Just over a week ago the WannaCry ransomware made many in the NHS and the cyber security industry start to shed a tear or two.
What is being now referred to as the largest sale ransomware attack, to date, has understandably obtain detailed press coverage and industry analysis across both the mainstream and IT business press.
One story that very quickly rose to prominence around this cyber attack was the tale of Marcus Hutchins, a 22-year-old British cybersecurity researcher, who managed to slow down the spread of WannaCry from a bedroom at his parents’ house.
The ‘accidental hero’ story, tells how Marcus obtained a copy of the ransomware and that it was querying an unregistered domain, which he then promptly registered. Marcus put a incredibly detailed explanation of his work on his personal blag, and although it made my head hurt, I’m sure that many cyber security experts will find it of great interest. I’m in no doubt that thanks to his work, Marcus will not be short of work offers in the near future.
WIRED Magazine analysed the developing story and concluded that although this was the worst digital disaster to strike in many years, it was not the work of hacker and cyber criminal master minds, more a slightly sloppy scheme that had many amateur mistakes within it.
Some of the errors that they highlighted were, including building in a web-based “kill-switch” that cut short its spread, unsavvy handling of bitcoin payments that makes it far easier to track the hacker group’s profits, and even a shoddy ransom function in the malware itself. This lead them to believe, based on reports from industry analysts that the system makes it impossible for the criminals to know who’s paid the ransom and who hasn’t, which by any measure is a bit of a flaw!
The estimate that despite its wide ranging infection, it has not led to the vast gains associated with ransomware, believing that at the time they published their article that only $55,000 had been earned. It would certainly appear that this outbreak was certainly a case of scale over substance, however WIRED warns that the next set of criminals may be far more skilled at fuelling the spread of their epidemic—and profiting from it.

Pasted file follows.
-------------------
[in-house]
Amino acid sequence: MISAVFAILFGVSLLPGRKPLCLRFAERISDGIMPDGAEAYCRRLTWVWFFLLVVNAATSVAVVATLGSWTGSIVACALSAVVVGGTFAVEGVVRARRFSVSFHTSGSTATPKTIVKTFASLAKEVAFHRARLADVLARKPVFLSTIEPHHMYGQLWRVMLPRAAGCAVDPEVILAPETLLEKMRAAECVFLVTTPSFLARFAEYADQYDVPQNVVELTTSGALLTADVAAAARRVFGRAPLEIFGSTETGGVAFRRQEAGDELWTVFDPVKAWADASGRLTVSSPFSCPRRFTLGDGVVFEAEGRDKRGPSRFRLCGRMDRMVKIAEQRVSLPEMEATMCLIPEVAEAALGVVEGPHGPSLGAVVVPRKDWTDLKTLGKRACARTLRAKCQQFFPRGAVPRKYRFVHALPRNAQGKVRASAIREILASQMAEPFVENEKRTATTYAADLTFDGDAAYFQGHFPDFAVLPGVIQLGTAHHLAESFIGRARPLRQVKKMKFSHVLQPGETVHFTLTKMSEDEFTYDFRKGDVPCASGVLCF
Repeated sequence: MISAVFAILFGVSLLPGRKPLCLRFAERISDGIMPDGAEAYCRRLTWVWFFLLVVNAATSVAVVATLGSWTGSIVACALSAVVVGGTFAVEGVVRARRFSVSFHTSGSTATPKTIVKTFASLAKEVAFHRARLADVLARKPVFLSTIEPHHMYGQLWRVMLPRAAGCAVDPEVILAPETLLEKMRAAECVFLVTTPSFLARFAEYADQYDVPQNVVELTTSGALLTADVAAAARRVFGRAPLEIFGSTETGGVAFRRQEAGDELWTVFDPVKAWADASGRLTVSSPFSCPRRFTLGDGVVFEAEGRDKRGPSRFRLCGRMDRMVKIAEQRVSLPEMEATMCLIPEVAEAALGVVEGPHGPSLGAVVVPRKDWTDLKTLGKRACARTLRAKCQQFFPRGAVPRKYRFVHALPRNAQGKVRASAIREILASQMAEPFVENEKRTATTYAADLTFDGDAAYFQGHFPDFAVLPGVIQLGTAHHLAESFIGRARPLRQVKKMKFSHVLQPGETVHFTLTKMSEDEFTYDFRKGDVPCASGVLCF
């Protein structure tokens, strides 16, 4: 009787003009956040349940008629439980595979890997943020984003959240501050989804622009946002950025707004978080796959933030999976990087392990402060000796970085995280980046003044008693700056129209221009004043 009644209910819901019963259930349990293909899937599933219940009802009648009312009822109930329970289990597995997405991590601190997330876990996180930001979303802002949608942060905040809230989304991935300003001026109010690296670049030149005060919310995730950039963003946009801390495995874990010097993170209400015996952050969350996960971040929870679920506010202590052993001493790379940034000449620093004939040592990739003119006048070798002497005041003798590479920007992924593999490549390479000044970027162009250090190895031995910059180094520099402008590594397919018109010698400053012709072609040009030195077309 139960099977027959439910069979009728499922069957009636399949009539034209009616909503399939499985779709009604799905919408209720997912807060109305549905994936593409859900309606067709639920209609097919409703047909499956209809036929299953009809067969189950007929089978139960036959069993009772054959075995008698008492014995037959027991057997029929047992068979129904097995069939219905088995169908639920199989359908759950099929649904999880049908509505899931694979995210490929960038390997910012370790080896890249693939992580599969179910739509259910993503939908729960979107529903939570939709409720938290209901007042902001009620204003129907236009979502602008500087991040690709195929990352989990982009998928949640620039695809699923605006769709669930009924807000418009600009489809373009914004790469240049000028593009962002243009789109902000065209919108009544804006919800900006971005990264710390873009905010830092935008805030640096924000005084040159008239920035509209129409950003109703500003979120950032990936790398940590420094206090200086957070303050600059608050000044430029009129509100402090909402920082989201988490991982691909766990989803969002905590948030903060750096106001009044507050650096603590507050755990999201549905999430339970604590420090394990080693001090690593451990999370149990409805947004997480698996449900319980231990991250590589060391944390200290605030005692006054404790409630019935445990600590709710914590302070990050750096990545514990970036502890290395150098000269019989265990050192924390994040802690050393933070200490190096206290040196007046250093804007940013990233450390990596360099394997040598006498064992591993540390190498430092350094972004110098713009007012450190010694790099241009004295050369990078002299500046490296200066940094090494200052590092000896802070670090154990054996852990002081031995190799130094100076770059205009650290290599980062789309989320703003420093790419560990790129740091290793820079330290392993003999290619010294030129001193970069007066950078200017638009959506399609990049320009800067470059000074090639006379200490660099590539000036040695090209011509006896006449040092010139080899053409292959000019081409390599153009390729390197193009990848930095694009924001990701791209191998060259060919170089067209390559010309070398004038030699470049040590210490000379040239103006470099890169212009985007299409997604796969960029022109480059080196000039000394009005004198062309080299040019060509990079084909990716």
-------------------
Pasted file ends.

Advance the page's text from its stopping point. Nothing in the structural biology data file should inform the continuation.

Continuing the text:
The natural assumption from a wide ranging, but not highly profiteering ransomware attack would be of course to see it as a ‘wake up’ call for all those who to date have not taken even the most basic of recommended preventable action. However, SC Magazine was not so optimistic.
Their analysis, based on the low financial impact of this attack was that it didn’t make a big enough dent in any single business or personal fortune to greatly influence a behavioural change. With that in mind and with precious little political pressure for change, it creates little motivation for companies and their security teams to improve cybersecurity.
In many conversations that I have had with a wide range of cyber security experts, researchers, penetration testers and consultants, they have all expressed that what is ’needed’ but not necessarily ‘wanted’ was a large scale attack, with minimal impact to jolt people into action. Well, we’ve had the attack, but so far not much action.
It looks like all WannaCry has created is a lot of crocodile tears.
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